A painting of the renowned surgeon Robert Liston operating in London, circa early 1800s. (Courtesy of Wellcome Library)

In these troubling times — amid melting glaciers, worries about a nuclear war and white supremacy rallies — it can sometimes be hard to appreciate our modern-day life.

But here’s a thought guaranteed to make you feel grateful to be alive right now: Medical care in the Victorian era was a horrifying, gruesome affair.

Just in time for Halloween, we interviewed Lindsey Fitzharris, a medical historian who has spent years unearthing the details of 19th-century surgery.

It was a terrifying period: Chances of post-surgery survival were so low that hospitals often forced patients to pay upfront. The concept of hygiene was completely foreign, with vermin and bugs living alongside patients in medical wards. Surgeons proudly reused the same stained tools and blood-soaked aprons in operation after operation.

But perhaps most horrifying, there was no anesthetic.

“Patients had no choice but to be awake the entire time. There are medical accounts that just describe the sheer screaming and struggles of patients against the knife,” said Fitzharris, whose newly published book on the subject is titled “The Butchering Art.”

The author, who holds a doctorate in the history of science and medicine from Oxford University, will be delivering a Halloween night lecture on Tuesday at the Smithsonian Institution's S. Dillon Ripley Center.


An 1876 illustration of surgical dissection techniques. (Courtesy of Wellcome Library)

We asked Fitzharris to describe the scariest aspects of Victorian-era surgery. She had plenty from which to choose.

Terrifying surgeons
Surgeons in that era were more prized for speed and ferocity than skill. Many didn’t attend university or medical school, Fitzharris noted. Some were even illiterate.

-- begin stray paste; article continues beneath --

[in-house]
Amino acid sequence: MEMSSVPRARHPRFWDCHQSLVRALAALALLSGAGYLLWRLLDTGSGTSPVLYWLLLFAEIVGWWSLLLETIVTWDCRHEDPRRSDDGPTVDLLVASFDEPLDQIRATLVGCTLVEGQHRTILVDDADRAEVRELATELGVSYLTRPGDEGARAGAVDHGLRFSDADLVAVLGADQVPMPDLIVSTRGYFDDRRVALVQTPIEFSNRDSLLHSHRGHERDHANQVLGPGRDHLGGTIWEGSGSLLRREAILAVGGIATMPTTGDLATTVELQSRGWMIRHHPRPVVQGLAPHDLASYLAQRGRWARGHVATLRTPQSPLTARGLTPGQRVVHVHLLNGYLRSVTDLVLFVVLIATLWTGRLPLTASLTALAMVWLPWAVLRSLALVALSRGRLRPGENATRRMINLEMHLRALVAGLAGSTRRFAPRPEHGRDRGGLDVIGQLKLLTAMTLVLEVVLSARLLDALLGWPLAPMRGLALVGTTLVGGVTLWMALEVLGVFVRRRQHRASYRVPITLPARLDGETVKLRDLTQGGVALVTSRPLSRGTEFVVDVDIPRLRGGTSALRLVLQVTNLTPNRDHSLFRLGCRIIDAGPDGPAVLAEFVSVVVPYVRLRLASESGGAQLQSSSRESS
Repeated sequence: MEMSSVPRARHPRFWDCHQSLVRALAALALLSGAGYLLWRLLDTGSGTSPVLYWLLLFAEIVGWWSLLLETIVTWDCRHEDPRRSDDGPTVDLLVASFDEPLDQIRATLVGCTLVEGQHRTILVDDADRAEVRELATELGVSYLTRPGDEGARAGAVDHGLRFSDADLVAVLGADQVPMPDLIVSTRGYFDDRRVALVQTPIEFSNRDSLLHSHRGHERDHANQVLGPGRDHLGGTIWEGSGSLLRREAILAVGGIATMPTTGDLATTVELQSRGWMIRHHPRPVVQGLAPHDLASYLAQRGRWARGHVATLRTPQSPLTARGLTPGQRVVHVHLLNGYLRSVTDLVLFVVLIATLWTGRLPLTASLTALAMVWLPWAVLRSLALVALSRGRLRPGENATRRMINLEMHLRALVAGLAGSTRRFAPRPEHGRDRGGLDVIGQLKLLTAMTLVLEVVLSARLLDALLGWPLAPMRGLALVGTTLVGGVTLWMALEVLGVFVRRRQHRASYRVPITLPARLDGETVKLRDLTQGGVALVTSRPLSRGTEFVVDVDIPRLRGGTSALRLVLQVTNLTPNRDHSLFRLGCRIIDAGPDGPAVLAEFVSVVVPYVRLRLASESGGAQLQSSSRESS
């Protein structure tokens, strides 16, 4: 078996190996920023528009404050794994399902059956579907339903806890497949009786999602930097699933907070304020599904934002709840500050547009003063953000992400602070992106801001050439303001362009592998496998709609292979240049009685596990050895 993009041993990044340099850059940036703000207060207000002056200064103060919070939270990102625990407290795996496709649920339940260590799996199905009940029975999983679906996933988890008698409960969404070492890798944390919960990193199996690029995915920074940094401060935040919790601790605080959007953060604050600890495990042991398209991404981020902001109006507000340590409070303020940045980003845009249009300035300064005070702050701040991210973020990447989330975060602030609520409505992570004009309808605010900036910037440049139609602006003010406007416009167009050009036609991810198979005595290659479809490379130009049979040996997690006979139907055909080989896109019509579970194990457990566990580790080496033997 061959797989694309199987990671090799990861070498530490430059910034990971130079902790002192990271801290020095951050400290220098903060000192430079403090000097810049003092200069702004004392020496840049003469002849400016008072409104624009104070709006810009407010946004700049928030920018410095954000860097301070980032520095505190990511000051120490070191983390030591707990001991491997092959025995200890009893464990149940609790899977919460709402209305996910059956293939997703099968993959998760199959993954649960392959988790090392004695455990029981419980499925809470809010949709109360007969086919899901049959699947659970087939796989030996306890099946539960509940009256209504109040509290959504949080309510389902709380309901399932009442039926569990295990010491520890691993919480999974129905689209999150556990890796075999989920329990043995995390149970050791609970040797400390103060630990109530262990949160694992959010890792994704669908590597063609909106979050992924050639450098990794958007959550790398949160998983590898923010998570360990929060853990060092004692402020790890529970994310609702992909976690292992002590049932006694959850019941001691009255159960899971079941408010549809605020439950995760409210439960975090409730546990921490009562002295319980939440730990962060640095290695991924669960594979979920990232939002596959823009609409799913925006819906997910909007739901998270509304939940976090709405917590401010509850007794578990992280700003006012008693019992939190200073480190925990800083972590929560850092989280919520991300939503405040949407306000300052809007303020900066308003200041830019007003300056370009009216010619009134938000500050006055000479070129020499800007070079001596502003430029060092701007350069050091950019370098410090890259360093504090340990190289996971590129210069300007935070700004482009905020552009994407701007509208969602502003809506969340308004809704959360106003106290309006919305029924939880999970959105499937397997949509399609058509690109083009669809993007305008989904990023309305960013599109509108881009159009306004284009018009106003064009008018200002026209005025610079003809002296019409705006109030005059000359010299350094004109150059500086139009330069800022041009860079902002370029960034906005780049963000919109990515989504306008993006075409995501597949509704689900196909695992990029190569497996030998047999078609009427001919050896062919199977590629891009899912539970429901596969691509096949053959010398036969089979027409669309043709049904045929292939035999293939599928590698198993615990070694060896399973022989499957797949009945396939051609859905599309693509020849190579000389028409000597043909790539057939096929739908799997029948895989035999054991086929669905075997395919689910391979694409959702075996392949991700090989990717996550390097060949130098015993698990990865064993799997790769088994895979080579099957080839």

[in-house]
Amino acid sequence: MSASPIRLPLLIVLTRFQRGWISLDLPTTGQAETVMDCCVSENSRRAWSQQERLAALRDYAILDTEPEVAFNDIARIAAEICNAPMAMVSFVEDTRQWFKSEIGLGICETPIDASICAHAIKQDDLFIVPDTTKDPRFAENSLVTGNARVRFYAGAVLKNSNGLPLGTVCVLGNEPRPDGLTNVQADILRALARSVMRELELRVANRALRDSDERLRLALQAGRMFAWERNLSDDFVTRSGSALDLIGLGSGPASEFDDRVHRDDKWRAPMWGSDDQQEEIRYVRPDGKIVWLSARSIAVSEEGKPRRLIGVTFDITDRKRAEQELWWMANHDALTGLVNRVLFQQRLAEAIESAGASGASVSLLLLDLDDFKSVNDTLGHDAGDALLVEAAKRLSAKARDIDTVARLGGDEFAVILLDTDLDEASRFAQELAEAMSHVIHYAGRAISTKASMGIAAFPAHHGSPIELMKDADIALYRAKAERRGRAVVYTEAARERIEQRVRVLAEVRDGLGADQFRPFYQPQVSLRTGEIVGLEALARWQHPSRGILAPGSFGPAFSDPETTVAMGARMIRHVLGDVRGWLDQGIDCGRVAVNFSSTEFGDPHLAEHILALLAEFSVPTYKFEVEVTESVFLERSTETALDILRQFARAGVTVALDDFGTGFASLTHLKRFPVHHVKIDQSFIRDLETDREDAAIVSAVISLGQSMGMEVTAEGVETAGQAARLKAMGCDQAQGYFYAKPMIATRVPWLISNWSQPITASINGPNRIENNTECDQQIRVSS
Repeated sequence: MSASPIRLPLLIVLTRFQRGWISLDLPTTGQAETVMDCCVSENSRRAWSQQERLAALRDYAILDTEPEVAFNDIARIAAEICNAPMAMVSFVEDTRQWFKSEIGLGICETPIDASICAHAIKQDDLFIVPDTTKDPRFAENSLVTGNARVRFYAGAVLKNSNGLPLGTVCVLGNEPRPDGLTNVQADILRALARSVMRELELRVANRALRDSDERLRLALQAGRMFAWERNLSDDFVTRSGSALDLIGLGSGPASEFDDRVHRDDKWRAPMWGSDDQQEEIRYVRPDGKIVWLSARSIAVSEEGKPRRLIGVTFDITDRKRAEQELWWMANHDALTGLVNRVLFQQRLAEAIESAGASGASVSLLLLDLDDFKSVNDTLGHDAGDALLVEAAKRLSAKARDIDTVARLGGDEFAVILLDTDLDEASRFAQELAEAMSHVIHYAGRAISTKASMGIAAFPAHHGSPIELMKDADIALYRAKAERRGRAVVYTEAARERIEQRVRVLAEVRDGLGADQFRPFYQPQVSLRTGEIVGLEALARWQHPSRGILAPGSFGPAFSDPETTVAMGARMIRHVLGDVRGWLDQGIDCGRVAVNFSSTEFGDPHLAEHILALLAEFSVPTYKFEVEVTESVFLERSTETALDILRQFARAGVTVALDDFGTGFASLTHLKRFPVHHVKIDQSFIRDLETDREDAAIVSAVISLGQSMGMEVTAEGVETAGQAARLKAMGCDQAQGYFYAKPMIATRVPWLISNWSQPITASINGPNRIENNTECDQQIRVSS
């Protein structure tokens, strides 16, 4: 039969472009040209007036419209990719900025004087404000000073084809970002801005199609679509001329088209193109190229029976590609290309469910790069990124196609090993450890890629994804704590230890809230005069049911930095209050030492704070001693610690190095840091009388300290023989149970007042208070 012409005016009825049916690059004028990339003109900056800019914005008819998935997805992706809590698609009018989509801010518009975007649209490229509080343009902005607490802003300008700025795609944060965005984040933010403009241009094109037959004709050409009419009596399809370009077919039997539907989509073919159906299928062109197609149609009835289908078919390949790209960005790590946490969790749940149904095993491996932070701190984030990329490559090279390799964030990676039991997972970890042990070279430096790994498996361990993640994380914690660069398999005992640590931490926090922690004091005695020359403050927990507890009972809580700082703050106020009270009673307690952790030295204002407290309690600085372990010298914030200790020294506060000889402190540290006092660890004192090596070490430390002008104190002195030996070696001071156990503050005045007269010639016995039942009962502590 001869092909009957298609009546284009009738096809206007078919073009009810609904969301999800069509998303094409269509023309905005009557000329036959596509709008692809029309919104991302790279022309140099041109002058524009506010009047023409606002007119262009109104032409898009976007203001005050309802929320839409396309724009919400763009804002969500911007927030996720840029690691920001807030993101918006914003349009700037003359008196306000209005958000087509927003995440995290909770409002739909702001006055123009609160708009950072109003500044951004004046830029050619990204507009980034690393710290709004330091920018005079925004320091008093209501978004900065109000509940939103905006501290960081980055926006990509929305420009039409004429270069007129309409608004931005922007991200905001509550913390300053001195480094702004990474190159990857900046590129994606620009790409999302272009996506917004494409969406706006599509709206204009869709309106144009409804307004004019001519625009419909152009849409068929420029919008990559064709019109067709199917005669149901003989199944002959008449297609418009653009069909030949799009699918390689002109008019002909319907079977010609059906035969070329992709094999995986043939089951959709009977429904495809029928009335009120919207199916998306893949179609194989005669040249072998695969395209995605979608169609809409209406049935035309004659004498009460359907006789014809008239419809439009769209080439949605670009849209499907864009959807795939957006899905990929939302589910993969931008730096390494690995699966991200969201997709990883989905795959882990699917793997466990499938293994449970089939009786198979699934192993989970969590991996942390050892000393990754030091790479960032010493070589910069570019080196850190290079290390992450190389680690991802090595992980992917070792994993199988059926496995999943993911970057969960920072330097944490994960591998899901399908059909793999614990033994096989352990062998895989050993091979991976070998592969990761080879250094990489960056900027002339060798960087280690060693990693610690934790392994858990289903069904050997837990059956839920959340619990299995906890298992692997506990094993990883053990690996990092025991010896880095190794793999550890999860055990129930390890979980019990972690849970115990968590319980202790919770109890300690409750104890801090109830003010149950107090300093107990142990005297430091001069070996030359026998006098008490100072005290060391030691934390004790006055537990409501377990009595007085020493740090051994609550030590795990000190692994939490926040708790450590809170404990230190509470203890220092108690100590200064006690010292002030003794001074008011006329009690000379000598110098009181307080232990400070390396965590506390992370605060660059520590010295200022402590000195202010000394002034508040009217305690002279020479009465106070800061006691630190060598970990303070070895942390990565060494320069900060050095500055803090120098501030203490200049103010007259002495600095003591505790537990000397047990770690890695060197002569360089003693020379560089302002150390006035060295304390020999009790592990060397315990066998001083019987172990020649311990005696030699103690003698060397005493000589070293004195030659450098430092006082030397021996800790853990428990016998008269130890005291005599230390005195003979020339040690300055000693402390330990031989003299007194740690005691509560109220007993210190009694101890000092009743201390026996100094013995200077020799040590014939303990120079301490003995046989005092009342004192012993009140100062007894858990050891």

One of the more renowned surgeons in 19th-century London was Robert Liston, who was something of a cross between a carnival barker and cattle-floor butcher.

It was said that he could take apart a man’s leg in 30 seconds. During one of his most infamous operations, he was said to have been moving so fast, he accidentally took off his assistant’s fingers and slashed a spectator’s coat. The spectator was said to have died of fright, and the assistant and patient later succumbed to gangrene infection.

“It was the only surgery with a 300 percent mortality rate,” Fitzharris said.

One man who came to Liston to have a bladder stone removed ended up fleeing from the surgeon and locking himself into a bathroom. Liston, who at 6-foot-2 was a towering man for that time, broke down the door and dragged the patient screaming and kicking back to the operating room, where he tied him up and began cutting him open.

Incredible pain
The lack of anesthesia made every operation tantamount to sheer torture. In her research, Fitzharris found accounts of not only patients going out of their minds during operations, but also surgeons breaking down and crying beforehand because of what the procedures would entail.

In one 1840s account that Fitzharris unearthed, a woman named Lucy Thurston writes to her daughter about undergoing a mastectomy. The surgeon came to her bedroom, showed her the knife and told her to prepare her soul for death. Then, for the next hour and a half, he and she were completely covered in  blood from the operation.